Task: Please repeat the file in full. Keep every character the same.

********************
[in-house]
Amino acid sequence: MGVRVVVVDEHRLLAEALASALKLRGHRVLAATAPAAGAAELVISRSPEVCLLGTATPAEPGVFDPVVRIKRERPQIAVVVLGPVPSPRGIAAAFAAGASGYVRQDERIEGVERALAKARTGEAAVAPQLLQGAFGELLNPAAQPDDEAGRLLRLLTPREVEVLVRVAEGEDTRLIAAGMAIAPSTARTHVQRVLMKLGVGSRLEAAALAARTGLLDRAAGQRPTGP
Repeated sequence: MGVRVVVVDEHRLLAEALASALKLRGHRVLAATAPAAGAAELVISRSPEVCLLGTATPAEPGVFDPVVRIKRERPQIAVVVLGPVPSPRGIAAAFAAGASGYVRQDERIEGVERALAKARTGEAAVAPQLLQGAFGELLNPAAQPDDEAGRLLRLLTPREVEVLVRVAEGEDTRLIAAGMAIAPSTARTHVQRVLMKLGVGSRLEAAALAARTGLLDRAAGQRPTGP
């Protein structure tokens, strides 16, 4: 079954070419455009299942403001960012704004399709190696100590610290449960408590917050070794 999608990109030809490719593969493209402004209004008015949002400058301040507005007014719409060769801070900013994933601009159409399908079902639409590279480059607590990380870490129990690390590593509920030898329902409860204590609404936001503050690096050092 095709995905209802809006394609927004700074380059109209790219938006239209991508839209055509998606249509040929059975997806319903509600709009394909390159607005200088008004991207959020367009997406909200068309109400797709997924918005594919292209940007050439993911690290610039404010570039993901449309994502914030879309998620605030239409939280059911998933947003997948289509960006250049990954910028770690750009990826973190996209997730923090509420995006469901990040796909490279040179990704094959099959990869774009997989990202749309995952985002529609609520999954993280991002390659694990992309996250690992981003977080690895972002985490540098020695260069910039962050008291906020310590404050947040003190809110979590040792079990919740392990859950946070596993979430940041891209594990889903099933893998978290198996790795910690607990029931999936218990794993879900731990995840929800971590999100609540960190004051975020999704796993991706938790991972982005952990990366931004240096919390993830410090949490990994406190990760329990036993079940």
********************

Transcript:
[in-house]
Amino acid sequence: MGVRVVVVDEHRLLAEALASALKLRGHRVLAATAPAAGAAELVISRSPEVCLLGTATPAEPGVFDPVVRIKRERPQIAVVVLGPVPSPRGIAAAFAAGASGYVRQDERIEGVERALAKARTGEAAVAPQLLQGAFGELLNPAAQPDDEAGRLLRLLTPREVEVLVRVAEGEDTRLIAAGMAIAPSTARTHVQRVLMKLGVGSRLEAAALAARTGLLDRAAGQRPTGP
Repeated sequence: MGVRVVVVDEHRLLAEALASALKLRGHRVLAATAPAAGAAELVISRSPEVCLLGTATPAEPGVFDPVVRIKRERPQIAVVVLGPVPSPRGIAAAFAAGASGYVRQDERIEGVERALAKARTGEAAVAPQLLQGAFGELLNPAAQPDDEAGRLLRLLTPREVEVLVRVAEGEDTRLIAAGMAIAPSTARTHVQRVLMKLGVGSRLEAAALAARTGLLDRAAGQRPTGP
């Protein structure tokens, strides 16, 4: 079954070419455009299942403001960012704004399709190696100590610290449960408590917050070794 999608990109030809490719593969493209402004209004008015949002400058301040507005007014719409060769801070900013994933601009159409399908079902639409590279480059607590990380870490129990690390590593509920030898329902409860204590609404936001503050690096050092 095709995905209802809006394609927004700074380059109209790219938006239209991508839209055509998606249509040929059975997806319903509600709009394909390159607005200088008004991207959020367009997406909200068309109400797709997924918005594919292209940007050439993911690290610039404010570039993901449309994502914030879309998620605030239409939280059911998933947003997948289509960006250049990954910028770690750009990826973190996209997730923090509420995006469901990040796909490279040179990704094959099959990869774009997989990202749309995952985002529609609520999954993280991002390659694990992309996250690992981003977080690895972002985490540098020695260069910039962050008291906020310590404050947040003190809110979590040792079990919740392990859950946070596993979430940041891209594990889903099933893998978290198996790795910690607990029931999936218990794993879900731990995840929800971590999100609540960190004051975020999704796993991706938790991972982005952990990366931004240096919390993830410090949490990994406190990760329990036993079940």